NASA research program will pay participants upwards of $5,000 to do nothing. Conducted by the agency’s Flight Analogs Project Team at the Johnson Space Center, the Bed Rest Study is the ultimate job for people who would rather stay in bed. The experiment, which is designed to study the effects prolonged exposure to microgravity, requires participants to remain horizontal for a period of 70 days.
According to the space agency’s website, the Bed Rest Study is an ongoing effort to improve conditions for astronauts working in a weightless environment. Since large-scale studies are unfeasible in orbit, the effects of microgravity must be simulated on the ground. Head-down bed rest, it turns out, offers an excellent alternative to space flight.
“This study will show how much your body, tilted down slightly with head down and feet up, for 70 days, 24-hours a day, without getting out of bed, except for limited times for specific tests, is like an astronaut’s body during the weightlessness of space flight,” the agency writes. “Watching you will help scientists learn how an astronaut’s body will change in weightlessness during space flight in the future.”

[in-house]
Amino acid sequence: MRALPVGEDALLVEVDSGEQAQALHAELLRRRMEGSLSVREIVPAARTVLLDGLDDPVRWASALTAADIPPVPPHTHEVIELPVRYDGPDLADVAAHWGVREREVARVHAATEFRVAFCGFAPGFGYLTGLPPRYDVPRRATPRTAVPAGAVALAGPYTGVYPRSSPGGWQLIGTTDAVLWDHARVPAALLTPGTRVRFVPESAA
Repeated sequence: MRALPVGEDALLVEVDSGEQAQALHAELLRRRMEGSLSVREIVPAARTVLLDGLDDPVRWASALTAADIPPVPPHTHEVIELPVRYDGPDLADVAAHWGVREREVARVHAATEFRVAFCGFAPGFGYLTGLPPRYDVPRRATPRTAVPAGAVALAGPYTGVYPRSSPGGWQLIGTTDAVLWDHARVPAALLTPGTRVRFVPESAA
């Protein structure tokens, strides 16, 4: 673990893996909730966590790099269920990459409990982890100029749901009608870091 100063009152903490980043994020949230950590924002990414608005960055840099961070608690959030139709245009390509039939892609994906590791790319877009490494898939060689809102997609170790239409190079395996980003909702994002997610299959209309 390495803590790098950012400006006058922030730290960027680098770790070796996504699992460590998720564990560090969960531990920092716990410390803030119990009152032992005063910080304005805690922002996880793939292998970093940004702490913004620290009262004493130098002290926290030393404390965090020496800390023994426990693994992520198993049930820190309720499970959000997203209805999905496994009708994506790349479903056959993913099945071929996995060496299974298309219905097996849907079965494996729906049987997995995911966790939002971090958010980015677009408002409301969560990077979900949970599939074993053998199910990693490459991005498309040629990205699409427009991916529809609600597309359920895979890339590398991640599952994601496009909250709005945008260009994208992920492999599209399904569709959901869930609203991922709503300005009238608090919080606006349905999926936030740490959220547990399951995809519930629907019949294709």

The program, which divides participants into exercising subjects and non-exercising subjects, consists of three segments – the Ambulatory Period, the Bed Rest Period, and the Recovery Period. During the Ambulatory period, both groups will spend a few weeks moving around freely inside the bed rest facility. This allows researchers to monitor their bodies under normal conditions.
After that, the Bed Rest Period begins. During this 70-day experiment, participants will spend all of their time in bed and they will have the access to video games, TV, books, and internet. Food is provided to maintain body weight.
Finally, participants enter the Recovery Period. After 70-weeks of literally doing nothing, participants are slowly deconditioned and reintroduced to normal activity over 14 days. At the end of the study, the “pillownauts” will have spent between 97 and 105 days at the facility.
“I’m a very active person, so it’s difficult to be restricted to bed sometimes, but many of us are willing to do it for the sake of future space exploration,” said Heather Archuletta, who has taken part in the study three times. “The… money… is… pretty freaking awesome, however. About $5,000 per month, which is great if you’ve just graduated, can’t find a job, are between jobs, or just plain love space exploration.”